The US Department of Defense’s Director of Operational Test and Evaluation (DOTE) warned that the multinational F-35B fighter jet fleet is lagging behind a key flight-hours metric needed to show maintenance maturity.
On top of that, the supersonic stealth jet project’s move towards Agile methodology for “minimum viable product” (MVP)-phased development of critical flight and weapons software every six months is a “high risk” strategy, according to DOTE.
The F-35B fleet worldwide needs to rack up 75,000 flight hours before DOTE thinks it has gathered enough data to meet the contract spec. Currently the B model has just 45,000 hours across the board – and with HMS Queen Elizabeth due to deploy to the Pacific next year with two squadrons of F-35Bs aboard, this could mean the aircraft carrier will set sail with jets that haven’t met their required reliability standard. So far the B fleet is unable to meet its target of flying for 12 hours or more between critical failures.
Software development processes used to build F-35 software also fall under DOTE’s remit, and the auditor is not impressed by what it saw.
In its report (PDF, 14 pages), DOTE said it “assesses the MVP and ‘agile’ process as high risk due to limited time to evaluate representative IDT/OT data before fielding the software,” adding:
Testing will not be able to fully assess fielding configuration of the integrated aircraft, software, weapons, mission data, and ALIS capabilities prior to fielding. The aggressive 6-month development and fielding cycle limits time for adequate regression testing and has resulted in significant problems being discovered in the field.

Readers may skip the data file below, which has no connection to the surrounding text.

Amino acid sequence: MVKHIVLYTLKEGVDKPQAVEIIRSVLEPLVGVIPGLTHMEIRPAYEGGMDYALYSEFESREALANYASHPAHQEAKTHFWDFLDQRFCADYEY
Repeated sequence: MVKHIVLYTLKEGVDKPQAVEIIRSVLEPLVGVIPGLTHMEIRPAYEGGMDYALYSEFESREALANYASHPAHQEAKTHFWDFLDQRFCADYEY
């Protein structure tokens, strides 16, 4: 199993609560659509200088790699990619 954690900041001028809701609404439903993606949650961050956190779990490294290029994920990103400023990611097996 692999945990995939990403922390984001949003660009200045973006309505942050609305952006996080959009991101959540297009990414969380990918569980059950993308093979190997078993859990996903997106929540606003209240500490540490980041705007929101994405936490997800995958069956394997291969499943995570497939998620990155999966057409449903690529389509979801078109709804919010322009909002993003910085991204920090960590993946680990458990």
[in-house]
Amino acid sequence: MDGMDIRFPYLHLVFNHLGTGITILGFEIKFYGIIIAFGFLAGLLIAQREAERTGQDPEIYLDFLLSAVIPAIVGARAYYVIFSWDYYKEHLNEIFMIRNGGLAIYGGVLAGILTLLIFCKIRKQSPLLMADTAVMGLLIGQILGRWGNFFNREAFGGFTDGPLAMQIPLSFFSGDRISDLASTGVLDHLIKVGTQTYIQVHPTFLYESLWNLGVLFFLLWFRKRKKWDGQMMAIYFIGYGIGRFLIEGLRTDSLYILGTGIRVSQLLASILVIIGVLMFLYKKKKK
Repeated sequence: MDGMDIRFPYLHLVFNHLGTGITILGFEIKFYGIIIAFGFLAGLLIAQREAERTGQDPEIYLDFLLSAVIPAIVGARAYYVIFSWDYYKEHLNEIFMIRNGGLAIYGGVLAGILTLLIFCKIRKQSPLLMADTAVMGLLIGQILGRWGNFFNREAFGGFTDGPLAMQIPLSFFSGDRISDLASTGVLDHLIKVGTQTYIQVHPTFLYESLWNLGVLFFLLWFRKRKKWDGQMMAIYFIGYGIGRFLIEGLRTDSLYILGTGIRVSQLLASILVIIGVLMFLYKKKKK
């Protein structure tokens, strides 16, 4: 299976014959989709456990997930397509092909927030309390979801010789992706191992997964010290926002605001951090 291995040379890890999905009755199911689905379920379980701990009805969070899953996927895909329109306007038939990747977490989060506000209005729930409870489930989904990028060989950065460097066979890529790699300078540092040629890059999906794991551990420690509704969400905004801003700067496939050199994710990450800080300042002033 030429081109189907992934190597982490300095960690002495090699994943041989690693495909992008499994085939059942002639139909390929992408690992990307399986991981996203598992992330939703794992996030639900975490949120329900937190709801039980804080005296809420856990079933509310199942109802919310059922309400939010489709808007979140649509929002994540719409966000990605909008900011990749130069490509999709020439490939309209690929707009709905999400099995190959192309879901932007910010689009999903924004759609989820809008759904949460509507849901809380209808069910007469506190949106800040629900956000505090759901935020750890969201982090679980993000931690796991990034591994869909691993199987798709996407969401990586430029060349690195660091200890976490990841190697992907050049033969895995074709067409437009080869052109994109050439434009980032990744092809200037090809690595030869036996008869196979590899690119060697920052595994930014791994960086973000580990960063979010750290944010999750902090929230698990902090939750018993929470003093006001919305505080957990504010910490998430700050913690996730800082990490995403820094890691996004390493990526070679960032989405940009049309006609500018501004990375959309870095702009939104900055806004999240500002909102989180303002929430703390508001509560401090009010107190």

ALIS is the F-35’s notorious maintenance software. Last seen on El Reg having been given Internet Explorer 11 compatibility two years ago, we now learn from DOTE that version 3.6, which was intended to be the Windows 10-compatible version with “cybersecurity improvements” will now no longer be developed. Instead the F-35 Joint Project Office, the US military unit in charge of F-35 development, “announced it plans to release capabilities via smaller, more frequent service pack updates.”
This, wailed DOTE, “increases timeline uncertainty and schedule risk for corrections to ALIS deficiencies, particularly those associated with cybersecurity and deploying Windows 10.”
Comically, the F-35 JPO has also drunk the DevOps Kool-Aid for these ALIS service packs – giving it the genuine codename “Mad Hatter”. DOTE appeared unsure whether Mad Hatter was DevOps-based or agile, however, commenting: “It is unclear that new approaches, such as ALIS NEXT and ‘Mad Hatter’ will sufficiently improve ALIS, or if more resources are needed.”
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